2015 Belgian Grand Prix: Race Analysis

Vettel’s Title Hopes Dashed In Tyre Drama

Heading into Ferrari’s 900th Grand Prix, it seemed fitting to consider their lead driver’s hopes of a remarkable title turn-around in the second half of the campaign. The German started the day just 42 points adrift of Lewis Hamilton in the standings and on a high following a determined drive to victory in Hungary. However, the ambition of those who predicted a title charge was matched in a high risk strategy from Ferrari today which ultimately saw Vettel limp home in a dismal P12. Meanwhile, Lewis Hamilton made the perfect start and proceeded to enjoy what was an untroubled cruise to victory on a circuit which has been unkind to the Briton in the past.

Another Mercedes 1-2 on Sunday to couple their Saturday afternoon exploits, but the spice of unpredictability was a feature of the intense scrap behind, which culminated in a surprise podium appearance for Lotus’ Romain Grosjean.

Blown Off Course

In order to take the fight to Mercedes, Ferrari needed to be bold in the second act of the 2015 tale. Following an awful Saturday which left Vettel locked into eighth on the grid, this need to go against the grain was somewhat amplified. While their rivals opted for two and three stops, Vettel’s strategists chose to run a one stop race, requiring the second set of Pirelli’s for a staggering 29 lap stint. Ultimately, the compound could only last for 27, when his right rear tyre exploded, costing Vettel an eighth podium of the campaign.

However, to say that the failure cost the Scuderia a podium is perhaps unfair on Lotus. Romain Grosjean drove a textbook race today, comparable with his hugely impressive efforts in the Japanese Grand Prix in 2013. It was Lotus’ raw speed which rather forced Ferrari’s hand on strategy. They had to try the borderline one-stop on Vettel’s car or otherwise cede the last step on the podium to Lotus.

In the final assessment, given Vettel’s starting position and Grosjean’s surprisingly rapid race pace, Maranello could not beat Enstone on this day in history, regardless of which strategic route they opted for.

Mercedes Struggling In Traffic

The ever entertaining duel between Lewis Hamilton and Nico Rosberg was decided early on at Spa. The Briton launched well, leaving his German counterpart struggling for traction and falling to fourth. It was in the opening stint, while Hamilton was stretching his advantage at the front of the pack, that Mercedes’ weakness was on display once again as Rosberg foundered behind Sergio Perez and Daniel Ricciardo.

Nico required strategic intervention to navigate those rivals in-between him and the race leader. The W06 looked average when effected by turbulent air ahead and was unable to bridge a gap. Ultimately, it was this phase of the afternoon which proved decisive. By the time Rosberg emerged in second, Hamilton’s margin was insurmountable – even when the former stole over a second with a fortunately timed Virtual Safety Car.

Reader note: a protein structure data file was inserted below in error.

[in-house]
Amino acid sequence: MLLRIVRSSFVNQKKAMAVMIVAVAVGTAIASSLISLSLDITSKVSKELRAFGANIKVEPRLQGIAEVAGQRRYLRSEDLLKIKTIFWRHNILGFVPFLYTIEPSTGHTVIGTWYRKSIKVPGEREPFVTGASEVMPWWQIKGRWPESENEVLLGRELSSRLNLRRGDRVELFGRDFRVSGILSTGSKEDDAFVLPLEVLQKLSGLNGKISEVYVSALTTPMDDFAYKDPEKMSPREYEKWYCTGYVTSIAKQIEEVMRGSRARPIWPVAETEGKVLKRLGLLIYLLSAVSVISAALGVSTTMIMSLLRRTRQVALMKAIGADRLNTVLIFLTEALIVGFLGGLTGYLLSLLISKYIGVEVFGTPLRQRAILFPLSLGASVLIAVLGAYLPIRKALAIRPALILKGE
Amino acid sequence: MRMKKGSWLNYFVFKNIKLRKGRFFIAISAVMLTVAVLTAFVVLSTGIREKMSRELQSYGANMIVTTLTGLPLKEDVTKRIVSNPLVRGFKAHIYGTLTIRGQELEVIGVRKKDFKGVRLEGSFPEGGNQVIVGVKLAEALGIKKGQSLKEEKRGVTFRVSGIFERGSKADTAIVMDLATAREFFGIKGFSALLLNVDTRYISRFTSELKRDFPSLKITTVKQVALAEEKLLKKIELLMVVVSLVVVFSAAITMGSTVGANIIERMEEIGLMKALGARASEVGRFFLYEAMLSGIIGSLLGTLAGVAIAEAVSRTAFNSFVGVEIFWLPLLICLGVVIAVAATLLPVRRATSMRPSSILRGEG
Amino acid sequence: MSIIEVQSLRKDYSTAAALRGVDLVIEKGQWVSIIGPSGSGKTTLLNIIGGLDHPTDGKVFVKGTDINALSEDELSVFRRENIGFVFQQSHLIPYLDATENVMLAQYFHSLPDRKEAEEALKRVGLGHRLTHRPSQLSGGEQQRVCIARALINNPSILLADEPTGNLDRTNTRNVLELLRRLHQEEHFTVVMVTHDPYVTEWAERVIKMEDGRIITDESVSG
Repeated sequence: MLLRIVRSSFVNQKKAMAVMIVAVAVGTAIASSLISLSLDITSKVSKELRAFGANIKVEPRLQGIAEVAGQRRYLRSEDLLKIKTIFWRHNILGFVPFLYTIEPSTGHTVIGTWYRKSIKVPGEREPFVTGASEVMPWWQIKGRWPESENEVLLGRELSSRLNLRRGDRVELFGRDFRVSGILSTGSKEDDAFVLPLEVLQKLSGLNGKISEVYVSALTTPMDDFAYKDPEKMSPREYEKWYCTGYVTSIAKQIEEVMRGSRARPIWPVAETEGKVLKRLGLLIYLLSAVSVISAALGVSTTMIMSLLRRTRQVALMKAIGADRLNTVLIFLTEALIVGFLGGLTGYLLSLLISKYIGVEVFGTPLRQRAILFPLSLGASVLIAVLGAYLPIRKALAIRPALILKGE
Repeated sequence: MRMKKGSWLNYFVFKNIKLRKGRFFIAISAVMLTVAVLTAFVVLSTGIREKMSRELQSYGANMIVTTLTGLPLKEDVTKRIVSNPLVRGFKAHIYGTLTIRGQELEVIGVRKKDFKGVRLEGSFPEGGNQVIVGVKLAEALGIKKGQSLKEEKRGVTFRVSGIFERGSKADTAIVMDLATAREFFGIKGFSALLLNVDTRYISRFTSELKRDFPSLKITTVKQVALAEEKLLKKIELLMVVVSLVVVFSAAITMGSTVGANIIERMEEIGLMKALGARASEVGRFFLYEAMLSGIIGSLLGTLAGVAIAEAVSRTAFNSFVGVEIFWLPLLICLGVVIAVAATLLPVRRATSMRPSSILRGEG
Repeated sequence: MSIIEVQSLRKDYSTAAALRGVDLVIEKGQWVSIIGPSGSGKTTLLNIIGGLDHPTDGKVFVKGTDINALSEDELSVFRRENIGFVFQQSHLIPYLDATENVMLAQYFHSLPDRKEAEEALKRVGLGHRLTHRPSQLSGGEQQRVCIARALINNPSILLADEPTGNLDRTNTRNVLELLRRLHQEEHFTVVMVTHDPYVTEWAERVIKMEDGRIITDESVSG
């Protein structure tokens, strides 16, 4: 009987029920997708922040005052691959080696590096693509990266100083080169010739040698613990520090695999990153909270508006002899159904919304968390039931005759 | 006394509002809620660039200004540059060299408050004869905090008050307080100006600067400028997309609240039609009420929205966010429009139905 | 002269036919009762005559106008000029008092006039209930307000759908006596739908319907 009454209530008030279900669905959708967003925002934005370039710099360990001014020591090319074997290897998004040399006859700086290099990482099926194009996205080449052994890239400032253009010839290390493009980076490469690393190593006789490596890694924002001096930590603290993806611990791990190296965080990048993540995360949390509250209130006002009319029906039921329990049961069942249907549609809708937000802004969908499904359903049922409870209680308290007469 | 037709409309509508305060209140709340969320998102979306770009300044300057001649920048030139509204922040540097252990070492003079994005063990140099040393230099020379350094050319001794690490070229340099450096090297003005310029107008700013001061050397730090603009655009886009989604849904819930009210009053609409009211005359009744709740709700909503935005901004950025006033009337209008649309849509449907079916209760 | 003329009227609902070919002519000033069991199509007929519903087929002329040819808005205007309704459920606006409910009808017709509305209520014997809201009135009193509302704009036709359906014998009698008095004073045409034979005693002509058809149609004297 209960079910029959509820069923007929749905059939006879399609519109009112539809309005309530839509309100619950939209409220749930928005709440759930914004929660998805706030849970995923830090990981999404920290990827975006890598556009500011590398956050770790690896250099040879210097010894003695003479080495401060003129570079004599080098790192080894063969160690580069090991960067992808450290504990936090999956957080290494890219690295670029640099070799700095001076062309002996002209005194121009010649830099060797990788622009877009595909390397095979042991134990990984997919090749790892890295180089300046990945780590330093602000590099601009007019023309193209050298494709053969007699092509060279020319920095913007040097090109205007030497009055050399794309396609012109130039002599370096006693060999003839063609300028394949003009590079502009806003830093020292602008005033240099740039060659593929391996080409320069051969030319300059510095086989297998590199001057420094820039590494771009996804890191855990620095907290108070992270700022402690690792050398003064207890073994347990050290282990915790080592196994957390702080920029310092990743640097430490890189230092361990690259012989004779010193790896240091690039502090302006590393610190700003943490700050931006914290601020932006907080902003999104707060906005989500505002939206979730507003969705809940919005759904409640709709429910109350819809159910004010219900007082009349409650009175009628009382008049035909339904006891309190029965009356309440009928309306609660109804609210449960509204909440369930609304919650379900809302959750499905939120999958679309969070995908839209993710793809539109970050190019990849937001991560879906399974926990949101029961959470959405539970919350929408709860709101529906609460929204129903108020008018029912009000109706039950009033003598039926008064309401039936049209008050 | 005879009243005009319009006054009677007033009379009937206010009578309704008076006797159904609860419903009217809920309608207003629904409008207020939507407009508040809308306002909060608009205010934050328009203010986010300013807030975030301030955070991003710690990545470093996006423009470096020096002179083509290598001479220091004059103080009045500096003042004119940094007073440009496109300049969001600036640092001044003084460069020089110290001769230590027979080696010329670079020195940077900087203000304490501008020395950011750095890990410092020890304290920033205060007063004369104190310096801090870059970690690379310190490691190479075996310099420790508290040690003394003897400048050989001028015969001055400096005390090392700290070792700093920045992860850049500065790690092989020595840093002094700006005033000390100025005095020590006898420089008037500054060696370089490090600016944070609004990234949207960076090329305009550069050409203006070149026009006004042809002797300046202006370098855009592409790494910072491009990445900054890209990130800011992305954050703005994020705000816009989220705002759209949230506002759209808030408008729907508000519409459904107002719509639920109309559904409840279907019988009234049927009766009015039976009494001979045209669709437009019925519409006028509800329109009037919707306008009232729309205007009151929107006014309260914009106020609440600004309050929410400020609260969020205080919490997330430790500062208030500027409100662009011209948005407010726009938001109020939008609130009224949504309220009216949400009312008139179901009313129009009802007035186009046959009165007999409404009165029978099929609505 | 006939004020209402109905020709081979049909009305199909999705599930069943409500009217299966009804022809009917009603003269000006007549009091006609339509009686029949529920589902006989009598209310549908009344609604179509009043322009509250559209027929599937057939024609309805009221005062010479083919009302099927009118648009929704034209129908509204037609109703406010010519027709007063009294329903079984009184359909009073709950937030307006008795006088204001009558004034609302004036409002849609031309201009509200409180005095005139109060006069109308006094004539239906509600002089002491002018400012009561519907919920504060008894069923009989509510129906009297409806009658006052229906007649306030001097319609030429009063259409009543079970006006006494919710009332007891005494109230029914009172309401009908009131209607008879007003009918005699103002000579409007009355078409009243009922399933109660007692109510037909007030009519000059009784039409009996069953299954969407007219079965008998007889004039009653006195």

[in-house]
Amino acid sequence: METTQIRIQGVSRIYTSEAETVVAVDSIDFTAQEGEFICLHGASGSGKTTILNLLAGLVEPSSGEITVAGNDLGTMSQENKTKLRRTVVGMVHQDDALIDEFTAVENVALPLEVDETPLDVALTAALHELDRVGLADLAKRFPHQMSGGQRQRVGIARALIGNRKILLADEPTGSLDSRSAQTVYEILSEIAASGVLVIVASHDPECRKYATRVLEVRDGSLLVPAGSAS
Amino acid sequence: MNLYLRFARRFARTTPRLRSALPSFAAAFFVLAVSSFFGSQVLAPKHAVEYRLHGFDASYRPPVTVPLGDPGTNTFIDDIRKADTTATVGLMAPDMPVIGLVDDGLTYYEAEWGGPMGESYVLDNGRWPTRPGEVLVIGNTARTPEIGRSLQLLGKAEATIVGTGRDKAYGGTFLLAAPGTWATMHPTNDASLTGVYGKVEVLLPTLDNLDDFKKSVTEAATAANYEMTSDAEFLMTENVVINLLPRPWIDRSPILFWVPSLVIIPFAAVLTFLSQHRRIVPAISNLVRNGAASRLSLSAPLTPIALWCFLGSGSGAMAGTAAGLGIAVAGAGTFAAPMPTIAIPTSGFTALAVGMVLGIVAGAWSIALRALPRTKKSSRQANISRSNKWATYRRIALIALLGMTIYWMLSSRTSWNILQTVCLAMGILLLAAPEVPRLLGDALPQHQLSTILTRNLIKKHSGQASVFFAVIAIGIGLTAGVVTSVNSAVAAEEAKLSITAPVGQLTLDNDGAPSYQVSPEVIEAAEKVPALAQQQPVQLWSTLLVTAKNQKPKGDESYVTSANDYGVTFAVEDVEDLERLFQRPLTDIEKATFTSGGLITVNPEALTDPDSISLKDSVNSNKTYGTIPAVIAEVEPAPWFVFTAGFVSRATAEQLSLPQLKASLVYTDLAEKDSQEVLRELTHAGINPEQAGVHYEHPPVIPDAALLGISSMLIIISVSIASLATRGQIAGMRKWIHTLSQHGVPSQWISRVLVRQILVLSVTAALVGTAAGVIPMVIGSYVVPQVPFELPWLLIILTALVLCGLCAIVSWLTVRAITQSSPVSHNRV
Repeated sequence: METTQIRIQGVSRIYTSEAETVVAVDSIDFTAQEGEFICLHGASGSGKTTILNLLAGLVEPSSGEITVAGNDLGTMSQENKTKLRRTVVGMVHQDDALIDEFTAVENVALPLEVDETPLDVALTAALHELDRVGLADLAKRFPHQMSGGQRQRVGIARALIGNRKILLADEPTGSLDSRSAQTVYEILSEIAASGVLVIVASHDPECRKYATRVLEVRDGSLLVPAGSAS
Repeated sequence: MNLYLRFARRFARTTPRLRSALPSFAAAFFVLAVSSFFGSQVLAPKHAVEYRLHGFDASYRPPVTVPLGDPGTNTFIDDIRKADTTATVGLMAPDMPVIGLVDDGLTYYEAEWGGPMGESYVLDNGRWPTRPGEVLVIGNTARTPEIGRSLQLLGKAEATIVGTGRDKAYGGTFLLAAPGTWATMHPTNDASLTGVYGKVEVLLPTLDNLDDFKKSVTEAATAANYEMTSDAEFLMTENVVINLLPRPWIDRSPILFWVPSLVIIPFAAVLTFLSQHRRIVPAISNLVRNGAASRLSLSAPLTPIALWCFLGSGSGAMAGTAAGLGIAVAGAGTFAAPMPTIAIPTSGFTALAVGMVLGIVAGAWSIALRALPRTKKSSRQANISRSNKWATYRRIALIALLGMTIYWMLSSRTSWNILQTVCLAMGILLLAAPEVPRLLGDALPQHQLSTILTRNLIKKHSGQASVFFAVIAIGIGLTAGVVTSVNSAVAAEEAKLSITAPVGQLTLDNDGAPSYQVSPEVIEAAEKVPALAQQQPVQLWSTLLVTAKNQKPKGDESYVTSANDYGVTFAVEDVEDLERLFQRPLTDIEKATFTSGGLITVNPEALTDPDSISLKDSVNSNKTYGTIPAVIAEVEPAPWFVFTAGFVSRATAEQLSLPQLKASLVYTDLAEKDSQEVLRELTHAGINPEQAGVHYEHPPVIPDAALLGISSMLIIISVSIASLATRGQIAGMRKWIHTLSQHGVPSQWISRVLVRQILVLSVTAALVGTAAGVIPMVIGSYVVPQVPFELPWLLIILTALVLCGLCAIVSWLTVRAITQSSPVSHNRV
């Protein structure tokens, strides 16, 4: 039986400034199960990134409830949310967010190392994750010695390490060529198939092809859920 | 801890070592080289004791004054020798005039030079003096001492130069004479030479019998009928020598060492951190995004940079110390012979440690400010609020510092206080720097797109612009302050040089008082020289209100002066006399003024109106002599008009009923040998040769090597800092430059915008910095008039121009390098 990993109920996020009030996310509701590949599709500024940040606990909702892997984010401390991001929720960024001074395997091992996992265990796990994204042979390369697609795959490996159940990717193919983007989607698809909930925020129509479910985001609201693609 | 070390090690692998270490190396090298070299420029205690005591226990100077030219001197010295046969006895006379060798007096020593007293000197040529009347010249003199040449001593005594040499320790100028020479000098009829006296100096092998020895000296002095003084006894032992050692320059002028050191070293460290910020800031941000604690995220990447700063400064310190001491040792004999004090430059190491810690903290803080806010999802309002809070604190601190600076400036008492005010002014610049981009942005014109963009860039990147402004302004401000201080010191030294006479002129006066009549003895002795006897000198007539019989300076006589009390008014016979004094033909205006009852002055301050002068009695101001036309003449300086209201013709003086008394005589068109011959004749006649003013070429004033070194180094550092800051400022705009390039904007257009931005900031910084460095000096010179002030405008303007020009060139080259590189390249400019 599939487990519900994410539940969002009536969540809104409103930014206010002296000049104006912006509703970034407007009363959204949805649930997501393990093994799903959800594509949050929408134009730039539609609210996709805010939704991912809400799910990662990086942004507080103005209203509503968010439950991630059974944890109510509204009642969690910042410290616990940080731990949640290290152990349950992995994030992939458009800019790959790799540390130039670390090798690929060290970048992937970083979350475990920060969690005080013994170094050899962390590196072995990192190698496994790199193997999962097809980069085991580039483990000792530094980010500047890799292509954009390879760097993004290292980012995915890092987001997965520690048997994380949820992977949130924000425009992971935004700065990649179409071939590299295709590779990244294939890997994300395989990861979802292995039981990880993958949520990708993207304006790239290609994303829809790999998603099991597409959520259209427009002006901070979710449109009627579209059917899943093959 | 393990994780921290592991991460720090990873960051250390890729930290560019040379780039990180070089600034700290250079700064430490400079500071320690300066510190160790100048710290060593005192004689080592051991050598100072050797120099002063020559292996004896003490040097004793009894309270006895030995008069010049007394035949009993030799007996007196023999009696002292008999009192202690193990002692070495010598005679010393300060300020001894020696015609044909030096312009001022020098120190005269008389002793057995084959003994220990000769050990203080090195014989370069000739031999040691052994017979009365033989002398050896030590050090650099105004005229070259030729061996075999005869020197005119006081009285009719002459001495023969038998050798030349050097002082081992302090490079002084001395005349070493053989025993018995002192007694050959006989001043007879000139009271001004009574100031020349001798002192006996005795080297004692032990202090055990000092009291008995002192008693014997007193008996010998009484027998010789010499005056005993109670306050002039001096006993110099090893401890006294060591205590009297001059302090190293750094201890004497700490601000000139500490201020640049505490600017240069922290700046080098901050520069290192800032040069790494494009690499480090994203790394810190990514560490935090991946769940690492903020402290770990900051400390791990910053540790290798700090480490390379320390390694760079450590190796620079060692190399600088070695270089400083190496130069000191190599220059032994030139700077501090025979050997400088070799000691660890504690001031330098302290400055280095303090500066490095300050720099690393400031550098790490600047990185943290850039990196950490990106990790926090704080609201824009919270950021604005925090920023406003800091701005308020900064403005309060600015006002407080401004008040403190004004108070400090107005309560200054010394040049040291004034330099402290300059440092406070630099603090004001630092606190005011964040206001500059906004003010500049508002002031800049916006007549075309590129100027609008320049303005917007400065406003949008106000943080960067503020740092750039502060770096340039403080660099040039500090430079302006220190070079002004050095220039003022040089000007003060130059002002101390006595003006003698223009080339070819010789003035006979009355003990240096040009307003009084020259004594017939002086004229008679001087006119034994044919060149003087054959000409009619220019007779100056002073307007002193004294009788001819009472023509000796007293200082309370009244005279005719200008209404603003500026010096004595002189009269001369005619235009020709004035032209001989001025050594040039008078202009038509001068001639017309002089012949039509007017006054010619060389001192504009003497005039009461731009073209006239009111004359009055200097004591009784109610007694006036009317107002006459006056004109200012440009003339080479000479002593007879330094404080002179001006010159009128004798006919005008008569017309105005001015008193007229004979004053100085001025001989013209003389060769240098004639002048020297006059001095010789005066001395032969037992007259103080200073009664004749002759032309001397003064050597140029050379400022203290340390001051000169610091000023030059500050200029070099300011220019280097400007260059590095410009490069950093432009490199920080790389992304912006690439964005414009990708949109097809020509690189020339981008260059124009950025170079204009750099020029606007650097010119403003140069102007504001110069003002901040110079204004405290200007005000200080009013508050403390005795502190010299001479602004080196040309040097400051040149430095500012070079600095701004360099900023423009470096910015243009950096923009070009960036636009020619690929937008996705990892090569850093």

To The Max

Being half-Belgian, Max Verstappen enjoyed a race with an essence of home and it was an incredible performance. The rookie sensation was at his brave best, with an afternoon characterised by an outrageous move around the outside of Felipe Nasr at Blanchimont and finished in fine style at the Bus Stop. It was a magnificent display of his talent, dominated by aggression on the limit of adhesion. He certainly was the source of plenty of entertainment.


Driver of the Day

Romain Grosjean

A stunning drive from the Frenchman, who was unfazed by suddenly being granted an opportunity to fight for the podium. Those who argue that it was a fortunate third forget the fact that it was Grosjean’s pace which forced Ferrari down the high-risk route in regards to strategy.

Overtake of the Day


Breathtaking. The young Dutchman swooped around the outside of Felipe Nasr at Blanchimont in fearless style. Executed with the confidence of an experienced racer but formulated with the exuberance of youth.

Team of the Weekend


After a start to the weekend tarnished by financial strife, Lotus exploded out of the gates of Saturday afternoon, with Romain Grosjean and Pastor Maldonado putting themselves in play with a surprising qualifying performance. Despite more unreliability for Maldonado, Grosjean carried the Enstone flag in fine fashion, delivering a present which, at least momentarily, served to let the team forget about their budget and bask in their rediscovered form.


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